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The Dean of Students Office has made an unprecedented change in the policy guidelines provided to student organizations, saying that they will now discipline extracurricular groups whose leaders or board members are members of unrecognized single-gender social groups. This is the first time that the College has formally introduced a disciplinary process for student organizations whose members do not comply with the sanctions against single-gender clubs since they were announced in 2016. Though there is no formal process for filing complaints, they cannot be anonymous and must be filed by a member of the Harvard community.
When the sanctions were first unveiled in 2016, we were in support of addressing the culture of exclusion and sexual entitlement that plagued and continue to plague Harvard’s all-male final clubs. Still, as we have long asked but have little been obliged, the College’s policies and the goals of those policies need more nuance. In particular, we expressed concern that the blanket sanctions on all single-gender clubs would strip women of empowering social spaces and leave much to be desired in terms of promoting racial and socioeconomic inclusivity in the clubs.
Now, following the DSO’s decision to discipline student organizations who elect members of these social clubs via tips from other students, we ask for more nuance once again. Not only do our initial complaints remain unresolved, but we believe the DSO should consider more carefully how this seemingly simple solution to enforcement may have more complicated implications for student life beyond the mansions of Mt. Auburn Street.
When we asked the College to clarify its stance and provide an actionable, effective way to administer its sanctions, this is not what we meant. To penalize members of student groups who, perhaps unknowingly, elect members of unrecognized single-gender social groups by relying on a non-anonymous reporting system without a formal process is far-reaching and paternalistic. As it stands, this policy has the potential to be intensely disruptive to student organizations — indicative of the DSO’s increasing paternalism over social organizations and student life on campus as well as unfair to students who rely on those organizations as social outlets.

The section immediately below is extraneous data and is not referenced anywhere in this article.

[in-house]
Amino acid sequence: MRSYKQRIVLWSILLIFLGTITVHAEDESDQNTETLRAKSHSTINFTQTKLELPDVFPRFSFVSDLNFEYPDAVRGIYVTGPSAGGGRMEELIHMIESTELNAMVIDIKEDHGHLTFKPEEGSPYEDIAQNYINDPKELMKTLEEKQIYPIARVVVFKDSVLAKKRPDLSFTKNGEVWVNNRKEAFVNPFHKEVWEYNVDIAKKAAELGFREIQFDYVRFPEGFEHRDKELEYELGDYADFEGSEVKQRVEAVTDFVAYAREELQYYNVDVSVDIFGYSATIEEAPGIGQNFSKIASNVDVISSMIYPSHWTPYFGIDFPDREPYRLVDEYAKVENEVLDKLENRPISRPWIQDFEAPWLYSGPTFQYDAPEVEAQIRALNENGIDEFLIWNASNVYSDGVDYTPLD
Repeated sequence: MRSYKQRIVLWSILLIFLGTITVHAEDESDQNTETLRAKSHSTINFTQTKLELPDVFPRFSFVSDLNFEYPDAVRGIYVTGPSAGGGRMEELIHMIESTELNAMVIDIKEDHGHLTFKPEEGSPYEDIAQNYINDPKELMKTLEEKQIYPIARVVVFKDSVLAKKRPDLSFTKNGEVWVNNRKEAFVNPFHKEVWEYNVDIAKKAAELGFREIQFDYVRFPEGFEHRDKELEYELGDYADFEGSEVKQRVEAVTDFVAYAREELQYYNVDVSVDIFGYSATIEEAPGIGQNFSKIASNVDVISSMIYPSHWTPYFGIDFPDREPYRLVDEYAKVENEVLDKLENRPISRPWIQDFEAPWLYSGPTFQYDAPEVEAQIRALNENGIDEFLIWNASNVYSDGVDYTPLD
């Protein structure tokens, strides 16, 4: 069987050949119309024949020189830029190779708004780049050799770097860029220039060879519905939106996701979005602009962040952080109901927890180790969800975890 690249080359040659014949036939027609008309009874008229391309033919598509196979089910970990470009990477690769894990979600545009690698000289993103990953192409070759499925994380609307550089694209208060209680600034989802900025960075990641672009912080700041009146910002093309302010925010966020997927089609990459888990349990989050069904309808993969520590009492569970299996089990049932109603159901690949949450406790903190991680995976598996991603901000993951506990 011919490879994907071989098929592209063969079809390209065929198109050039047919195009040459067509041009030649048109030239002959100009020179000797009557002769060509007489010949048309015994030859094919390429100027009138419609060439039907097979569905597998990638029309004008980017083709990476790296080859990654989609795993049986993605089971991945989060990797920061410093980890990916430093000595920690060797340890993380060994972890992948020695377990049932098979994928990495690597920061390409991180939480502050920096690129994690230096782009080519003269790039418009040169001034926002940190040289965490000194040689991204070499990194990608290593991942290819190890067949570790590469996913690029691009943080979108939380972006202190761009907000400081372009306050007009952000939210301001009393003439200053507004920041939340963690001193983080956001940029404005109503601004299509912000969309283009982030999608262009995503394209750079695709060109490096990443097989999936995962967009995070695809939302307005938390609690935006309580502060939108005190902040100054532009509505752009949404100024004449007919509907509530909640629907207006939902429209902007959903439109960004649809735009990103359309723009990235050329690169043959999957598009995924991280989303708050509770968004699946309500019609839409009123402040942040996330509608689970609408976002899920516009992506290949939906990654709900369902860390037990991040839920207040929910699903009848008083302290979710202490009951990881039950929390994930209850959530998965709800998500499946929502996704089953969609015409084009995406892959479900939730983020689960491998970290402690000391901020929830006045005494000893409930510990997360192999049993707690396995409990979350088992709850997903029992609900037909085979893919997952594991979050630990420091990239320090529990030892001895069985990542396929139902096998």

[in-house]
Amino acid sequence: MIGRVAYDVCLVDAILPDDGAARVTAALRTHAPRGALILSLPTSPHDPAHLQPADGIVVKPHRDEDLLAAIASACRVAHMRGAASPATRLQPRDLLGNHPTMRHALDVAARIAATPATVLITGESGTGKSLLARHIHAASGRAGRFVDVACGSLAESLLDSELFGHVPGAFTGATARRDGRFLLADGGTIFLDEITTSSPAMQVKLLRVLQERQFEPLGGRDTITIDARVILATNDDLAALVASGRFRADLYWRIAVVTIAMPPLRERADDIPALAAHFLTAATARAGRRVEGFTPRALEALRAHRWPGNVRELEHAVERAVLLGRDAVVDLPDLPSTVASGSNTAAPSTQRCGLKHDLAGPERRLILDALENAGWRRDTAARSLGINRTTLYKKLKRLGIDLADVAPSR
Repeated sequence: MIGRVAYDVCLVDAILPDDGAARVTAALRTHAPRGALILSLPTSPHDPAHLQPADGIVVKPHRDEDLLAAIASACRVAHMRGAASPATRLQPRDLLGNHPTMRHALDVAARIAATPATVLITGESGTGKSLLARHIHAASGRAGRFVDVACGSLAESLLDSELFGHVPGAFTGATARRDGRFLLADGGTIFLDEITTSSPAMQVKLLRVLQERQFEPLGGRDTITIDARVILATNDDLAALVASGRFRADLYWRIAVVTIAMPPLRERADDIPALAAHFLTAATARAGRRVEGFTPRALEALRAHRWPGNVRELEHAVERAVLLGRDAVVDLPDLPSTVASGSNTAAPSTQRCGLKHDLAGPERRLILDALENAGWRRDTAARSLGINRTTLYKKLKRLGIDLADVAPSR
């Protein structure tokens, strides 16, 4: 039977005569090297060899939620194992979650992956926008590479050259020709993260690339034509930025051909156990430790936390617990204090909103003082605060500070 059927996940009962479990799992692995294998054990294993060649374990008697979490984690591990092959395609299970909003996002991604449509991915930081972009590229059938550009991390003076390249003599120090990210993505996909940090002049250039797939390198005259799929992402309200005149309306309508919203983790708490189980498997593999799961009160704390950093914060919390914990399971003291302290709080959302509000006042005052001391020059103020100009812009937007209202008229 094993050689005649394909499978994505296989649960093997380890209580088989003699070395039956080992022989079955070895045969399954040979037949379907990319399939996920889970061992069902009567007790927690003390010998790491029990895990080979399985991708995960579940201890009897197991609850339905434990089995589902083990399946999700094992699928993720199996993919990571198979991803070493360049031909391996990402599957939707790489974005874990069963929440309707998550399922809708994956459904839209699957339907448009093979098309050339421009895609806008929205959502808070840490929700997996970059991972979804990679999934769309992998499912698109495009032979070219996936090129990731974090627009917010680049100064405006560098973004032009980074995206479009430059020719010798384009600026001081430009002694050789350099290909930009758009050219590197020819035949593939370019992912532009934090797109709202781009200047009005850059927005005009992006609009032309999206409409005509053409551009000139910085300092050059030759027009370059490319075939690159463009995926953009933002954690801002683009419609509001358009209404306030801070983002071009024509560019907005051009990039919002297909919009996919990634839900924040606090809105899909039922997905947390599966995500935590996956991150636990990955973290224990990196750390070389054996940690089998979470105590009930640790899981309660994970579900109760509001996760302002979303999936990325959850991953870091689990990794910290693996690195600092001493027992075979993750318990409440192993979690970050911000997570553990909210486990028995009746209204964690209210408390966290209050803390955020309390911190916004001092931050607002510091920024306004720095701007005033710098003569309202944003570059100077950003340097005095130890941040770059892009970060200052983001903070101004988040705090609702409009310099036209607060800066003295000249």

Though Dean of Students Katherine G. O’Dair said the DSO does not expect students to take on the responsibility of enforcement, we have trouble imagining how this policy might have any sort of impact whatsoever if they don’t. By its very nature, this policy asks students to testify against their peers, engendering a toxic culture of turning student against student, sowing mistrust within extracurricular organizations, and all but ensuring that what enforcement there is will be inequitable. One might speculate that discipline will be determined by whose friends keep silent and whose do not and might only lead to a more exclusive, cultish, and opaque final club culture.
The College should reflect on its initial intentions before continuing to tread halfheartedly down this path. This policy is not a nuanced approach to a complex issue; if anything, it appears to us like a witch-hunt.
This staff editorial solely represents the majority view of The Crimson Editorial Board. It is the product of discussions at regular Editorial Board meetings. In order to ensure the impartiality of our journalism, Crimson editors who choose to opine and vote at these meetings are not involved in the reporting of articles on similar topics.
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